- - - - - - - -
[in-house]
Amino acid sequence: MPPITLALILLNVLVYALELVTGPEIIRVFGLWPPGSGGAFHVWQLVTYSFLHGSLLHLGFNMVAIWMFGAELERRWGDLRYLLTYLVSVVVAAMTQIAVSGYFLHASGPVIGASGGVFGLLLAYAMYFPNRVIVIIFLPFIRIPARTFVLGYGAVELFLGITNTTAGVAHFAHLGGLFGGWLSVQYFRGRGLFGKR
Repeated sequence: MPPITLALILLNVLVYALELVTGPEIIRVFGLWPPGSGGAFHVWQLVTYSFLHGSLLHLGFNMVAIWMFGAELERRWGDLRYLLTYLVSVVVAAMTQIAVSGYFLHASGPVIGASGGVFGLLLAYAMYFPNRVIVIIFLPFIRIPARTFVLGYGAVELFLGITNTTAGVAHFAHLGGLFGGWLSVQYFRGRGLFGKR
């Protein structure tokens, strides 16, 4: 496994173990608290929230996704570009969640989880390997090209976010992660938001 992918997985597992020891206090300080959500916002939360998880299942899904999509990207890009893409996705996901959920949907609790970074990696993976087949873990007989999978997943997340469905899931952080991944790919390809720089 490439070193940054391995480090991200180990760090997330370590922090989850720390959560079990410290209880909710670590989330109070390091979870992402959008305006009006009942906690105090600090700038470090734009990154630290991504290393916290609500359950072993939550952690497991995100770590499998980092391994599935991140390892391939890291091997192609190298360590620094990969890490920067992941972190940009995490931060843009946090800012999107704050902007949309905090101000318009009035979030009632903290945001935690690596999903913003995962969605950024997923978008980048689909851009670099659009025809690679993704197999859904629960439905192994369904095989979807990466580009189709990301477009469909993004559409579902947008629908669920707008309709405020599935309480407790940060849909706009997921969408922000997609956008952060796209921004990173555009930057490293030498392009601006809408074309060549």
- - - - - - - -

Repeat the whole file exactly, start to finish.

[in-house]
Amino acid sequence: MPPITLALILLNVLVYALELVTGPEIIRVFGLWPPGSGGAFHVWQLVTYSFLHGSLLHLGFNMVAIWMFGAELERRWGDLRYLLTYLVSVVVAAMTQIAVSGYFLHASGPVIGASGGVFGLLLAYAMYFPNRVIVIIFLPFIRIPARTFVLGYGAVELFLGITNTTAGVAHFAHLGGLFGGWLSVQYFRGRGLFGKR
Repeated sequence: MPPITLALILLNVLVYALELVTGPEIIRVFGLWPPGSGGAFHVWQLVTYSFLHGSLLHLGFNMVAIWMFGAELERRWGDLRYLLTYLVSVVVAAMTQIAVSGYFLHASGPVIGASGGVFGLLLAYAMYFPNRVIVIIFLPFIRIPARTFVLGYGAVELFLGITNTTAGVAHFAHLGGLFGGWLSVQYFRGRGLFGKR
């Protein structure tokens, strides 16, 4: 496994173990608290929230996704570009969640989880390997090209976010992660938001 992918997985597992020891206090300080959500916002939360998880299942899904999509990207890009893409996705996901959920949907609790970074990696993976087949873990007989999978997943997340469905899931952080991944790919390809720089 490439070193940054391995480090991200180990760090997330370590922090989850720390959560079990410290209880909710670590989330109070390091979870992402959008305006009006009942906690105090600090700038470090734009990154630290991504290393916290609500359950072993939550952690497991995100770590499998980092391994599935991140390892391939890291091997192609190298360590620094990969890490920067992941972190940009995490931060843009946090800012999107704050902007949309905090101000318009009035979030009632903290945001935690690596999903913003995962969605950024997923978008980048689909851009670099659009025809690679993704197999859904629960439905192994369904095989979807990466580009189709990301477009469909993004559409579902947008629908669920707008309709405020599935309480407790940060849909706009997921969408922000997609956008952060796209921004990173555009930057490293030498392009601006809408074309060549």